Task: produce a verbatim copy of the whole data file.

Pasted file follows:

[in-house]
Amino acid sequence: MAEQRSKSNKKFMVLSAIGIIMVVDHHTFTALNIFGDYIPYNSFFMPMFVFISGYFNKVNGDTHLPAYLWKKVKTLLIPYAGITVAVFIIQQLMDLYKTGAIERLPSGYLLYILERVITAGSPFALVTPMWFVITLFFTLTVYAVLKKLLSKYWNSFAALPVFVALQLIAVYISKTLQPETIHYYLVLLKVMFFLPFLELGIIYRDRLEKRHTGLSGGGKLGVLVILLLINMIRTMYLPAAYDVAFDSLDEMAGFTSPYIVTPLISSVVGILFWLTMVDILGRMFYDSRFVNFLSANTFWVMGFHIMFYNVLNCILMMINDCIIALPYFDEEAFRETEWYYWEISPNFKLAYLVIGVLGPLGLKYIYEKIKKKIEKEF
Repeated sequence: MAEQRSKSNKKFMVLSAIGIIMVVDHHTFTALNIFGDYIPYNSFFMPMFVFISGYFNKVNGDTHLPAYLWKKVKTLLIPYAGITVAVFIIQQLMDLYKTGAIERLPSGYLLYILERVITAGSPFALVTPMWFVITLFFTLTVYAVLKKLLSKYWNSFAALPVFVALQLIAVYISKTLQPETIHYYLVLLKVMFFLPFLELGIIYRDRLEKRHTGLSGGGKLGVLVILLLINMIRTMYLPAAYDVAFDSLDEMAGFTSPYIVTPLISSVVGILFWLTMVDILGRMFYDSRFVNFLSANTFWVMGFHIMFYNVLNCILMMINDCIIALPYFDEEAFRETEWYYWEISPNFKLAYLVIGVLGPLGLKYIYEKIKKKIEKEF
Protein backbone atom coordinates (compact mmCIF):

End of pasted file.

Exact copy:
[in-house]
Amino acid sequence: MAEQRSKSNKKFMVLSAIGIIMVVDHHTFTALNIFGDYIPYNSFFMPMFVFISGYFNKVNGDTHLPAYLWKKVKTLLIPYAGITVAVFIIQQLMDLYKTGAIERLPSGYLLYILERVITAGSPFALVTPMWFVITLFFTLTVYAVLKKLLSKYWNSFAALPVFVALQLIAVYISKTLQPETIHYYLVLLKVMFFLPFLELGIIYRDRLEKRHTGLSGGGKLGVLVILLLINMIRTMYLPAAYDVAFDSLDEMAGFTSPYIVTPLISSVVGILFWLTMVDILGRMFYDSRFVNFLSANTFWVMGFHIMFYNVLNCILMMINDCIIALPYFDEEAFRETEWYYWEISPNFKLAYLVIGVLGPLGLKYIYEKIKKKIEKEF
Repeated sequence: MAEQRSKSNKKFMVLSAIGIIMVVDHHTFTALNIFGDYIPYNSFFMPMFVFISGYFNKVNGDTHLPAYLWKKVKTLLIPYAGITVAVFIIQQLMDLYKTGAIERLPSGYLLYILERVITAGSPFALVTPMWFVITLFFTLTVYAVLKKLLSKYWNSFAALPVFVALQLIAVYISKTLQPETIHYYLVLLKVMFFLPFLELGIIYRDRLEKRHTGLSGGGKLGVLVILLLINMIRTMYLPAAYDVAFDSLDEMAGFTSPYIVTPLISSVVGILFWLTMVDILGRMFYDSRFVNFLSANTFWVMGFHIMFYNVLNCILMMINDCIIALPYFDEEAFRETEWYYWEISPNFKLAYLVIGVLGPLGLKYIYEKIKKKIEKEF
Protein backbone atom coordinates (compact mmCIF):